Get Winter Storm Ready

  • Jan 13, 2017

Winter Weather Safety

A winter storm is a regular part of any winter season. While snowflakes and icicles are beautiful, the conditions that create them can be dangerous and even deadly. Winter weather conditions can trap you, freeze you and create dangerous travel conditions. You need to be prepared to protect yourself and others from risky situations caused by weather in the winter. That’s why it’s necessary for you to brush up on your winter weather safety tips each year. While each year has a different winter weather outlook, dangerous conditions can form quickly. Below, we’ve listed some of the most common winter threats and what you can do to prepare for them.

Winter Storm Types


Winter Weather History's Worst Blizzards

Blizzards are the most intense type of winter weather. These snow storms include winds over 35mph which blow previously-fallen snow around. Another characteristic of blizzards are reduced visibility to 1/4 mile of less for at least 3 hours. Blizzards are often chaotic situations that send entire regions into a frenzy before, during and after the weather hits. If a blizzard is predicted for your area, it’s important to prepare before the storm hits. You could potentially be stuck in your home for days with no electricity, so it’s key to:

  • Stock up on food
  • Gather gas for your generator or wood for your fireplace
  • Charge up electronic communication devices in case of emergency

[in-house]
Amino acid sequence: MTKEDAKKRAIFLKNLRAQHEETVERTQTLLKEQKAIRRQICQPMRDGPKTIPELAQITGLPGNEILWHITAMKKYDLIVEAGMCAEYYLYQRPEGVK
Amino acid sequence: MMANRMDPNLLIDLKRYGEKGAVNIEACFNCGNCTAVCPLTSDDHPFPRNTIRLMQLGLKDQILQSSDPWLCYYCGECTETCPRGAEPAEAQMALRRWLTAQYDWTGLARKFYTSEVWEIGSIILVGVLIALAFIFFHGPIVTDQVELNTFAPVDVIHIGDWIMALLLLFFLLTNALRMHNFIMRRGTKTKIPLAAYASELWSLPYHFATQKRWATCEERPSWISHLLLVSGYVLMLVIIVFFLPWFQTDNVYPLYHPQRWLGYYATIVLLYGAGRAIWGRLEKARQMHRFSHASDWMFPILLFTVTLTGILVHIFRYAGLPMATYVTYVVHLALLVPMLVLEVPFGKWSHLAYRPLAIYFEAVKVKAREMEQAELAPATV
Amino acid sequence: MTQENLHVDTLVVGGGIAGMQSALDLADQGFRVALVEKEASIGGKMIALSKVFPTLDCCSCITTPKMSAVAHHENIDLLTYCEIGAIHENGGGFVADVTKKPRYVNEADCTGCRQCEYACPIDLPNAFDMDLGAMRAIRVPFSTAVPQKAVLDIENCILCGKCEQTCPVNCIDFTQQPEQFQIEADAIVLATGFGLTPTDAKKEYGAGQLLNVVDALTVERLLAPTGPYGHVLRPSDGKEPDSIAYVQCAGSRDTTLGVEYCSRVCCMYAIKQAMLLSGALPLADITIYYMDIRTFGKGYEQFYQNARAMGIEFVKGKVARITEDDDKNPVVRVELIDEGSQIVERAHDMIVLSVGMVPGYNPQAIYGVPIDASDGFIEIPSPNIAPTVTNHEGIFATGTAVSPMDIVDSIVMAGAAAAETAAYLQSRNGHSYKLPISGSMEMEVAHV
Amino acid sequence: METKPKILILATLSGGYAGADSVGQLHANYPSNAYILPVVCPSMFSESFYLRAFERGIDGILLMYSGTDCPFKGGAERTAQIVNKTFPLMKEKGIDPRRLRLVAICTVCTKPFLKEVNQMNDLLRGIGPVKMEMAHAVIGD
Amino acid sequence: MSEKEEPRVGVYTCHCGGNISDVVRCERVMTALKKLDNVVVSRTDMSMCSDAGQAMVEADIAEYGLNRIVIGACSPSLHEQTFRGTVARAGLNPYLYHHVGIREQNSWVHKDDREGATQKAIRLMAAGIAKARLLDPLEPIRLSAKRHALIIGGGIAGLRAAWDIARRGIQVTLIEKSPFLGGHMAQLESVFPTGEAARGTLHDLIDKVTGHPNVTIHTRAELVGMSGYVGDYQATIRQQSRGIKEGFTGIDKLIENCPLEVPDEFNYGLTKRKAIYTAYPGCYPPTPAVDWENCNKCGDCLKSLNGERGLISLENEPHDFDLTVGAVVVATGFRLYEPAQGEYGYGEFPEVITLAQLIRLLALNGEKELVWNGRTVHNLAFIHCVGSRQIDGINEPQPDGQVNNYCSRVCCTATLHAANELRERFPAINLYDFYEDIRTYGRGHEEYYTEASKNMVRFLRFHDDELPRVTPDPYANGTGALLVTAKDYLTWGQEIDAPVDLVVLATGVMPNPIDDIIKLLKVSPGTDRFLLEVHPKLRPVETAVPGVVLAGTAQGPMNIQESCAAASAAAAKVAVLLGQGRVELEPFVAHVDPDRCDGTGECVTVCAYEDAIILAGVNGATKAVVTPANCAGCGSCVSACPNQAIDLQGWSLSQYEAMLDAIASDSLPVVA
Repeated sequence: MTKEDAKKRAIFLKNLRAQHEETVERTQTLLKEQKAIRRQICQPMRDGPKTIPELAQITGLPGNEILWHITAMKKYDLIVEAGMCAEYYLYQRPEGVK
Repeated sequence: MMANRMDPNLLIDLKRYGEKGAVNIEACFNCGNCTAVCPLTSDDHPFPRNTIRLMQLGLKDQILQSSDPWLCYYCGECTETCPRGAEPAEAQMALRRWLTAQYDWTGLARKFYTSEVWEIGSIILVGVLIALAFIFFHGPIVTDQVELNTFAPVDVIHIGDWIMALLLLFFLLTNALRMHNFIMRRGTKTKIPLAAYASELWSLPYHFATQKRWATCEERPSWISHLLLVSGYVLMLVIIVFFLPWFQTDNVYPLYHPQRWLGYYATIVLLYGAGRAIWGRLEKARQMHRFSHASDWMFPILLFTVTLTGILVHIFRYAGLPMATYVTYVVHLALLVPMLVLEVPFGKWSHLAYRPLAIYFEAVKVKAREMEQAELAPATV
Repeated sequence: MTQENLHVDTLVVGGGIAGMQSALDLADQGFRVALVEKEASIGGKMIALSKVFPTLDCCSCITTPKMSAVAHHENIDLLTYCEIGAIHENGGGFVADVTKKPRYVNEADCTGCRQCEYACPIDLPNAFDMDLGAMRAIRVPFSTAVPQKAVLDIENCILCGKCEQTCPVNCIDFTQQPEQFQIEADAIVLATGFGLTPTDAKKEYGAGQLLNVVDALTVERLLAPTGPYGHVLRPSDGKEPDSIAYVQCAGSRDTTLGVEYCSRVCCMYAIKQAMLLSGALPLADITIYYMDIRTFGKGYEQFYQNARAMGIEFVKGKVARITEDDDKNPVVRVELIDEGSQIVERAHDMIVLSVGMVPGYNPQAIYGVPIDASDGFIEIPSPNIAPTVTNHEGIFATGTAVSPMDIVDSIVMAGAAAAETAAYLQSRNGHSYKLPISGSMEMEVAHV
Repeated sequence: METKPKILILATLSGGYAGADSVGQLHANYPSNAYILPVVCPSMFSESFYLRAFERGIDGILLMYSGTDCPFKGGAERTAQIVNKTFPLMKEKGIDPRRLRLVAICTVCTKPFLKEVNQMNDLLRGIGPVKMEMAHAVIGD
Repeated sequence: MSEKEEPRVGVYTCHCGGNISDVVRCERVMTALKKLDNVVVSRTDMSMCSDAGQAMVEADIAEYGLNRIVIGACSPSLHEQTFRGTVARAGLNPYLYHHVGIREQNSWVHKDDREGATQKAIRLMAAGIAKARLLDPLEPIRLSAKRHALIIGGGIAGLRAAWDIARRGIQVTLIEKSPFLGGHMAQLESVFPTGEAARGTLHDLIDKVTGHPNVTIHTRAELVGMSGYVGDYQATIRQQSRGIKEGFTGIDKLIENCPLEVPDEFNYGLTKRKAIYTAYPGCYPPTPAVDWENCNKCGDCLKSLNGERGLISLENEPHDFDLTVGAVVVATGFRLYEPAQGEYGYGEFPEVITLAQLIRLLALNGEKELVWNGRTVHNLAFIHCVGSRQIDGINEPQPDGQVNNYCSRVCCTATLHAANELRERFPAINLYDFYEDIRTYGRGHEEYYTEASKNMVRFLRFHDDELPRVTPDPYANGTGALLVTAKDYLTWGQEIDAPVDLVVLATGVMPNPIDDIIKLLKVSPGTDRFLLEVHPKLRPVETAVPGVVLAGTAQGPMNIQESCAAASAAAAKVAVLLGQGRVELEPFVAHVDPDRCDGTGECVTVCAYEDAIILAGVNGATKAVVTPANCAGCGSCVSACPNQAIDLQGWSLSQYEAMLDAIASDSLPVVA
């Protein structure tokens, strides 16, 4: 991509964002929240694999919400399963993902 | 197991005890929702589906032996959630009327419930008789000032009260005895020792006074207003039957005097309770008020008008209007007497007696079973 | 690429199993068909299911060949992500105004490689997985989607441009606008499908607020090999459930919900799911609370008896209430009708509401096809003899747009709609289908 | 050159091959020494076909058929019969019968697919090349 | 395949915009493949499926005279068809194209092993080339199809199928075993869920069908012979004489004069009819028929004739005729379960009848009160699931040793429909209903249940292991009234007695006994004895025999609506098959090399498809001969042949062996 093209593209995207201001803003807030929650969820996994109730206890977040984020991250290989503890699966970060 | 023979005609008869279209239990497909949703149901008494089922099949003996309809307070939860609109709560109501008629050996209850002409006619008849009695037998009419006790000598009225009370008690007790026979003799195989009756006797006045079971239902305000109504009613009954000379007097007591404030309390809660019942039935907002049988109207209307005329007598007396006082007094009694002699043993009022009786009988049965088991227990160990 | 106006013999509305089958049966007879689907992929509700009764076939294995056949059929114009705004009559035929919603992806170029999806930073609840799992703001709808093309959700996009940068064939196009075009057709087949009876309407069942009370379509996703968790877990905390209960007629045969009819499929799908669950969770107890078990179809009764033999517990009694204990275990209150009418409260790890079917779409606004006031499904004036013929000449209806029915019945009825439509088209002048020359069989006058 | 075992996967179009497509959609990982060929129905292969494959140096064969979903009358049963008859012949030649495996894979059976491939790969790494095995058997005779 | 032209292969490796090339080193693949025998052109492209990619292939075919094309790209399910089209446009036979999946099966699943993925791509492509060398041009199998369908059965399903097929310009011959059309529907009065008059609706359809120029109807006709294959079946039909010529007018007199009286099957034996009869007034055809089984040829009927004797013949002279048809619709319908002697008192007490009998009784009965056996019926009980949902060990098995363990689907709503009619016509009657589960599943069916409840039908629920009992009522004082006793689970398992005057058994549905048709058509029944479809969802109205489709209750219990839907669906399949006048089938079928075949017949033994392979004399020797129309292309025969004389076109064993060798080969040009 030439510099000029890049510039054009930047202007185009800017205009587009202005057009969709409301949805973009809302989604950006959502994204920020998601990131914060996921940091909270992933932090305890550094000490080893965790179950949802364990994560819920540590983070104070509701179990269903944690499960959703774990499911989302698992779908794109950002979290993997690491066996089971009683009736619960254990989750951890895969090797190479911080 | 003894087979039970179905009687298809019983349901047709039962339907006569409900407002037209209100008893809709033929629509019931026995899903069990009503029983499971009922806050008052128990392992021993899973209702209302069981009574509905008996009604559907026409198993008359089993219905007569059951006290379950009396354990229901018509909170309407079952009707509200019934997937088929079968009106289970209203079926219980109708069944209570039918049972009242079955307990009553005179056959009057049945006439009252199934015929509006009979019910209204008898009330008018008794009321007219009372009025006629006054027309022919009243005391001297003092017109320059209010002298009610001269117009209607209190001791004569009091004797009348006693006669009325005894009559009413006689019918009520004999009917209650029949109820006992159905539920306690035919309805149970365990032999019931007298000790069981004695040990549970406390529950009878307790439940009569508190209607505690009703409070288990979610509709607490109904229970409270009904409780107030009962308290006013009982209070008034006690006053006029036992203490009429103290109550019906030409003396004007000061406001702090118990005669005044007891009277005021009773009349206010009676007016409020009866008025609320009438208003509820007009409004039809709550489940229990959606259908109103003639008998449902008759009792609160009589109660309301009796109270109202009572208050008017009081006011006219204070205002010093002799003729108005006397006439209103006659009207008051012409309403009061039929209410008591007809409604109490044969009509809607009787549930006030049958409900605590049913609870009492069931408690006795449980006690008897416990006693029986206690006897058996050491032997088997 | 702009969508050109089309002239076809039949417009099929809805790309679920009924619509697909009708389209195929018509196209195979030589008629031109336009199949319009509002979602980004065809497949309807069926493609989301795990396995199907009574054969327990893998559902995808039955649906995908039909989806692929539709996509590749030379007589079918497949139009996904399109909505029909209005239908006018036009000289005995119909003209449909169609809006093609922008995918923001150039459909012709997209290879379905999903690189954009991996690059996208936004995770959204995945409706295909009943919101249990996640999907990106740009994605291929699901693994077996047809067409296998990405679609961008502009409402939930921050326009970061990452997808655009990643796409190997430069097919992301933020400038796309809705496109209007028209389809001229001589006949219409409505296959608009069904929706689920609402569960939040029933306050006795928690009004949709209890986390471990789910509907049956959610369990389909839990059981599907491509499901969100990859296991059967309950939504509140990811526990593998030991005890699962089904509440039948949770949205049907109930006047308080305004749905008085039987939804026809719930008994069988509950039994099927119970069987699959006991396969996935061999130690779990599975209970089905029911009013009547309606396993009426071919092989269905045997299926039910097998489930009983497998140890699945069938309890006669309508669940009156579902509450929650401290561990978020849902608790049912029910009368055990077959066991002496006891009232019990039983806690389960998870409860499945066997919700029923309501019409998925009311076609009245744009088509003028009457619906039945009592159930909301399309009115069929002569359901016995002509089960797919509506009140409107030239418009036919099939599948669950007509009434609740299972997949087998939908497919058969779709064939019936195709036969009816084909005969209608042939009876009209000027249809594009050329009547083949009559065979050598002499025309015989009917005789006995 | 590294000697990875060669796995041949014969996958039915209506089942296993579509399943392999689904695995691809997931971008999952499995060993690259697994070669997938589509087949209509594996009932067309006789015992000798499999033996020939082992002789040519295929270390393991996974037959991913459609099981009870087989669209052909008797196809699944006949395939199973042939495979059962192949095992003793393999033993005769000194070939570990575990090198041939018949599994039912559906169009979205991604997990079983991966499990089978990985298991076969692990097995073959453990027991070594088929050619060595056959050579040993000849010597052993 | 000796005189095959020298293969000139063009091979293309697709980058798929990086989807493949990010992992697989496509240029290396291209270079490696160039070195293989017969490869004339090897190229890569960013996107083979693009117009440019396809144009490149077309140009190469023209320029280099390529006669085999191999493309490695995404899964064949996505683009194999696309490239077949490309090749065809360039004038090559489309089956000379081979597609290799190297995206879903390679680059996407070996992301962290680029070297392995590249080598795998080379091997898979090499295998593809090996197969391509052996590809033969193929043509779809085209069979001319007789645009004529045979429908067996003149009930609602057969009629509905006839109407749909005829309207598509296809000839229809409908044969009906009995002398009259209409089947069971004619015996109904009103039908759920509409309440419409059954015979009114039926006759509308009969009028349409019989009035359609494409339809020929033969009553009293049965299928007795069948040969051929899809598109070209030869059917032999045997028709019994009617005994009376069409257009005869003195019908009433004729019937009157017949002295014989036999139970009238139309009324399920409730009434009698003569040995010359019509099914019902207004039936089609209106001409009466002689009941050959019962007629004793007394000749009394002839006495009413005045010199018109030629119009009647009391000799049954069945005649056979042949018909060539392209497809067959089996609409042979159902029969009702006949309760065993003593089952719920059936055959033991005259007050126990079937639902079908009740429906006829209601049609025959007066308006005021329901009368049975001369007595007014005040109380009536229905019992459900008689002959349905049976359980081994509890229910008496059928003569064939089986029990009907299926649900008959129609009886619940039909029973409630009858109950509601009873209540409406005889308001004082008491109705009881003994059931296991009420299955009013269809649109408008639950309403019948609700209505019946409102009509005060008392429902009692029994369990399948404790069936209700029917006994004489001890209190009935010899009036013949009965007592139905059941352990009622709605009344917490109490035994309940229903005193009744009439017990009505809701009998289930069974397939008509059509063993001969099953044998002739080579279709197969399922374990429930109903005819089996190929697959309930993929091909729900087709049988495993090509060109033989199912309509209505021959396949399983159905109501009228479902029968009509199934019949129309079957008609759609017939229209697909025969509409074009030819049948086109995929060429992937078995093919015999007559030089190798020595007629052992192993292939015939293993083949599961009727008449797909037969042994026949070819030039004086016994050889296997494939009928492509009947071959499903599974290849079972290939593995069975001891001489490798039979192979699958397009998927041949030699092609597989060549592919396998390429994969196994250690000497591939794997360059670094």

• Store shovels and salt in the house
  • Limit traveling on snowy roads
  • Take brakes while shoveling and if you have signs of a heart attack call 911

Ice Storms

The next winter weather danger on our list is an ice storm. Ice storms happen when at least .25″ of ice accumulates on exposed surfaces. Freezing rain and sleet often produce ice storms. Sleet occurs when snowflakes partially melt when they fall through a small layer of warm air. Then, they refreeze as they hit a colder layer of air and reach the ground as frozen rain drops. Freezing rain, on the other hand, is precipitation that falls, melts and then refreezes on impact with the ground. Since ice is heavier than snow it can be very dangerous. Remember:

  • Do not travel. Ice storms make driving conditions extremely treacherous
  • Remain indoors. Accumulated ice on trees, power lines and other objects can cause them to fall
  • Know the signs of hypothermia and stay warm



Snow storms accompanied by thunder and lightning, otherwise known as “thundersnow,” are a rare incident that most often occurs in North America and Europe. Thundersnow like any other thunderstorm only it has to be cold enough for snow. It’s a very rare occurrence, but when it happens it’s the result of near-perfect conditions. Thundersnow poses all the threats of a winter storm but with lightning dangers as well. It’s important to stay in a lightning safe shelter during these storms.